Levitas’s answer is to encourage sociologists and sociology to become overtly and committedly utopian, to get involved with imagining and describing proposals for better societies, not just exploring what is wrong with how we live now. She argues for a utopian sociology that would work in what she calls the ‘architectural’ mode – building and making visionary alternatives. But I am just as interested in a sociology of utopia, linked with what Levitas calls ‘archaeological’ utopianism, or the digging up and examining of utopianism in the wider society. Sociology – social thought, making critical sense of the social world that we’re in – is not constrained to professional or disciplinary practice. Undisciplined, creative, speculative sociologies can be infused with a utopianism and resistance to the real in ways that might complement and extend academic sociology in vital ways in the face of the climate crisis.
Natalie Partridge is a second year Sociology PhD student at Newcastle University. Here, Natalie introduces a forthcoming mini-series of posts by Dr Lisa Garforth and shares some insights from the event Hope and Resistance in the Anthropocene, hosted by Audrey Verma and JC Niala.
Greenhouse gas emissions, plastic pollution, deforestation… These familiar yet hopeless images beam into our living rooms and mobile devices on an increasingly regular basis. Anyone who has watched a David Attenborough documentary recently will have come away with the uncomfortable sense that human beings are affecting the planet in multiple, unpredictable ways.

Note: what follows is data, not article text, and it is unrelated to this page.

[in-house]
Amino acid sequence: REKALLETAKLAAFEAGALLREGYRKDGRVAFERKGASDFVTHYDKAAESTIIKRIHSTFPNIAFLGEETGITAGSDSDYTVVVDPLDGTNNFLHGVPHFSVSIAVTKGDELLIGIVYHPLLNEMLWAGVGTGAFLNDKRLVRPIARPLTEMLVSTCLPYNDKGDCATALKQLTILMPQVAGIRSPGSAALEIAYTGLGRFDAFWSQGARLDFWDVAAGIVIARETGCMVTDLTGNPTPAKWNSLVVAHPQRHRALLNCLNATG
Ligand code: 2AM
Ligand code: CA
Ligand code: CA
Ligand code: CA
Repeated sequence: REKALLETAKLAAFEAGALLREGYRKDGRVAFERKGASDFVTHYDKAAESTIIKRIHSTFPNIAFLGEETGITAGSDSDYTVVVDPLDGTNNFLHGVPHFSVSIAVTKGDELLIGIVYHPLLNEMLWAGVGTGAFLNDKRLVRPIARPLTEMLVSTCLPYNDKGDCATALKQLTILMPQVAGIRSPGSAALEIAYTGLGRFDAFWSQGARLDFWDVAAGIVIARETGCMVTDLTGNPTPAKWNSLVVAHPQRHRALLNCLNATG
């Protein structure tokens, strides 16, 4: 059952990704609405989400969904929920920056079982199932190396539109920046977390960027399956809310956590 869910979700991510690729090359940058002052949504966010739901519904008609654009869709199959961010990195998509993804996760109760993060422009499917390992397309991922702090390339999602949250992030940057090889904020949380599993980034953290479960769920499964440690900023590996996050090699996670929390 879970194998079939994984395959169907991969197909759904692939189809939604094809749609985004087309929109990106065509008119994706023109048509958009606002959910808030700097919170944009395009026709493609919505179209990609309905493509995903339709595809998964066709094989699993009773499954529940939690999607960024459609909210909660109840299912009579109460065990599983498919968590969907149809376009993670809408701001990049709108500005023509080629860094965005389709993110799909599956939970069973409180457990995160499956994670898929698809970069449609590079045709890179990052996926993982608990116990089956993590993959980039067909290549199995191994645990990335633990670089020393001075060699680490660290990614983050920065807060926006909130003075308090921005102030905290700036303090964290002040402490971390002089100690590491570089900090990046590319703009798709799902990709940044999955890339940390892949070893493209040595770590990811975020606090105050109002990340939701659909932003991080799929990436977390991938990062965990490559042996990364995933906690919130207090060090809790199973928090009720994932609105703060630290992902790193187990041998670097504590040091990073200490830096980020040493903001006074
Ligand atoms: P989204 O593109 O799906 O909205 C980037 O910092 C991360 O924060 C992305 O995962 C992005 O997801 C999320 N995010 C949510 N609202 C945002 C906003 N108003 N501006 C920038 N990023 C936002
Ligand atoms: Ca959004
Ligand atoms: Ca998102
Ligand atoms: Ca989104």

For many, though, the word “Anthropocene” might not mean very much. In a quick canvas of some friends about whether they’d heard the term, responses ranged from “no, I don’t think so,” to sarcastic, frowning-face gifs.
This is a rich and complex concept which I am conscious not to oversimplify. The Anthropocene is a proposed geological age, the ‘human’ age, if you like, borne of the suggestion that humans’ (relatively short) time on earth has been impactful enough to warrant definition as a distinct epoch. The shape of the Anthropocene remains contested. Some argue that it began in the 1950s. For others, it doesn’t exist at all. Many debates about Anthropocene life also problematise human existence as conflictual with the world we live in. Within this, ‘nature’ might be conceptualised as separate from the human world. This can feel jarring and destructive, evoking dystopian images of the future.
It’s good, then, to find ways to talk about hope.
Feelings of hope and resistance